Feminists have critiqued bodybuilding heavily justifying this critiquing through a perceived disruption in power balances; the male displaying dominant traits while the female, unable to challenge these biological realities, becomes further suppressed.
However, the very existence of female bodybuilders, and other female strength athletes, calls into question these assertions. Women indeed can be strong and powerful but their biology dictates exactly how strong and powerful.
It is getting harder and harder for Men to use muscles as a way of seperating them.
Due to testosterones (a male sex hormone responsible for masculine traits: muscle, deep voice, aggression etc) influence, men typically will be more muscular and powerful in a physical sense.
Bodybuilding just intensifies what biology dictates. And again, what is wrong with having a fully functional, good looking and healthy body.
Bodybuilding has been looked upon by sociologist academics as a sport on the margins of what is acceptable and right. The sheer size of many bodybuilders could be considered abnormal, perhaps, but this is really the only comparatively deviant aspect to bodybuilding.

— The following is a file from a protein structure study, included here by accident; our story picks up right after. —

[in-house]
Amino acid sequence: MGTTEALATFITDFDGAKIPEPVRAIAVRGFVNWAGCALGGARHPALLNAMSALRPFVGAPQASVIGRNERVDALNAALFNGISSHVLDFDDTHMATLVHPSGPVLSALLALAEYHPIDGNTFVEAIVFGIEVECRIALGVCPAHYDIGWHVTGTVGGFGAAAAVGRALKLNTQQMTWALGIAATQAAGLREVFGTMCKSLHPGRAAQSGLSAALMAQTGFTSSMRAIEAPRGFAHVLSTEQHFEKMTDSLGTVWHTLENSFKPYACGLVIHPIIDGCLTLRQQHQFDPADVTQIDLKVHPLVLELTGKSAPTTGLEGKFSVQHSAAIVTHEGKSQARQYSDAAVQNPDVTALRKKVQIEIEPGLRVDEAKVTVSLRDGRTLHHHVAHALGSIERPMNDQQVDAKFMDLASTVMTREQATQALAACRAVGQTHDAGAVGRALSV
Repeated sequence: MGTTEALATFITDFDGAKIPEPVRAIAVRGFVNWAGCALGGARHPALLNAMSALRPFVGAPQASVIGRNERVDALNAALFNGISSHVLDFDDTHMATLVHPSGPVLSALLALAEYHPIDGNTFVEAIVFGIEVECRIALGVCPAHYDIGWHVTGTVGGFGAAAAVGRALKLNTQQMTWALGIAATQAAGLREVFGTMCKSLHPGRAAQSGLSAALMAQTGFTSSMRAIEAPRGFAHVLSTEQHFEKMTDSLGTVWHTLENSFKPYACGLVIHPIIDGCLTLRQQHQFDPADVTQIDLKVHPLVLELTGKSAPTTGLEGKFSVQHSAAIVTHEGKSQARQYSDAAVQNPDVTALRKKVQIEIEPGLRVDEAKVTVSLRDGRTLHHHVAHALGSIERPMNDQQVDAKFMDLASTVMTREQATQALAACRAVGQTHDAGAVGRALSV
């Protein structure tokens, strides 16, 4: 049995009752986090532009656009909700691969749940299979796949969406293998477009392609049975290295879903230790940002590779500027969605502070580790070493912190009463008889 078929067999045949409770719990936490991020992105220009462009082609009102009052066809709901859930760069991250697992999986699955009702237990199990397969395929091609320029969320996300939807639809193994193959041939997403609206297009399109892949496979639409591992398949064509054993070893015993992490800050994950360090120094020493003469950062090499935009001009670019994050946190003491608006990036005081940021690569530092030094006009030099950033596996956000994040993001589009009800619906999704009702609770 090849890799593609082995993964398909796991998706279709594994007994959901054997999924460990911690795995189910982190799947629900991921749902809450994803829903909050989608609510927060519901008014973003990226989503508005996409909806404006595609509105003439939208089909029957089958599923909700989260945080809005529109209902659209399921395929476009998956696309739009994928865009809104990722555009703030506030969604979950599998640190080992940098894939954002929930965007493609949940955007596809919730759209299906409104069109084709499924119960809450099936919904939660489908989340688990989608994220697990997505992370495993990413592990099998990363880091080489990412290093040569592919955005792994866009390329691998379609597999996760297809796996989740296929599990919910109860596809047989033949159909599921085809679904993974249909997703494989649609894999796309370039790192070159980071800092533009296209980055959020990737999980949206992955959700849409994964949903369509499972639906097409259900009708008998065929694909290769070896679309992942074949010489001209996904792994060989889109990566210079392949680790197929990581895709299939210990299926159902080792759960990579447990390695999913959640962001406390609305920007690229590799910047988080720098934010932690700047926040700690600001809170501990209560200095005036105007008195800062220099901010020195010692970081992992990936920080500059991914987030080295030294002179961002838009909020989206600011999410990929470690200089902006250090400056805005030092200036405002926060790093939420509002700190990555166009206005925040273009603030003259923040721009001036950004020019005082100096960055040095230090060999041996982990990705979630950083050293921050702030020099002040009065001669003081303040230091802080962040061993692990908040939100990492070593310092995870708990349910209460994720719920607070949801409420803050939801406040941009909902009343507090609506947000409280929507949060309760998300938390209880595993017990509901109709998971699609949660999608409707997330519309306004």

Conventional wisdom would tell us that bodybuilding is beneficial in many ways.
Weightlifting & Eating Well Will Improve:
- Cardiovascular Health
- Bone Density
- Insulin Receptivity
- And More...
I would not dissuade anyone from beginning bodybuilding, but on the contrary, encourage its practice. Researchers may have particular axes to grind, as shown in this article, but this should not discourage anyone from reaping the rewards of bodybuilding.
- Klein, A.(1993). Little Big Men: Bodybuilding Subculture and Gender Construction. University of New York Press: Albany.
- Klein, A.(1995). Life's Too Short to Die Small. In Sabo, D., & Gordon F., D. (Eds.), Men's Health and Fitness: Gender, Power and the Body. (pp 105-120). Sage: London.
- Klein, A.(1986). Pumping Irony: Crises and Contradiction in Bodybuilding. Sociology in Sport Journal, 3, 112-133
- Marzano-Parisoli, M. M.(2001). The Contemporary Construction of the Perfect Body Image. Quest, 53, 216-230.
- Mekolichick, J.(2001). Self-esteem among amateur bodybuilders: A quantitative examination. Sociology of Sport online. [Online]:
- Pope, H. Phillips, K. Olivardia, R. Choi, P. & Gruber, A,. J.(1997). Muscle Dysmorphia: An Un-recognized Form of Body Dysmorphic Disorder? Psychosomatics, 38, 548-557
- Pope, H. G. & Katz, D.L.(1987). A bodybuilders psychosis . The Lancet, 85 (3).
- Weigers, Y.(1998). Male Bodybuilding: the Social Construction of Masculine Identity. Journal of Popular Culture, 32 (2), 147-161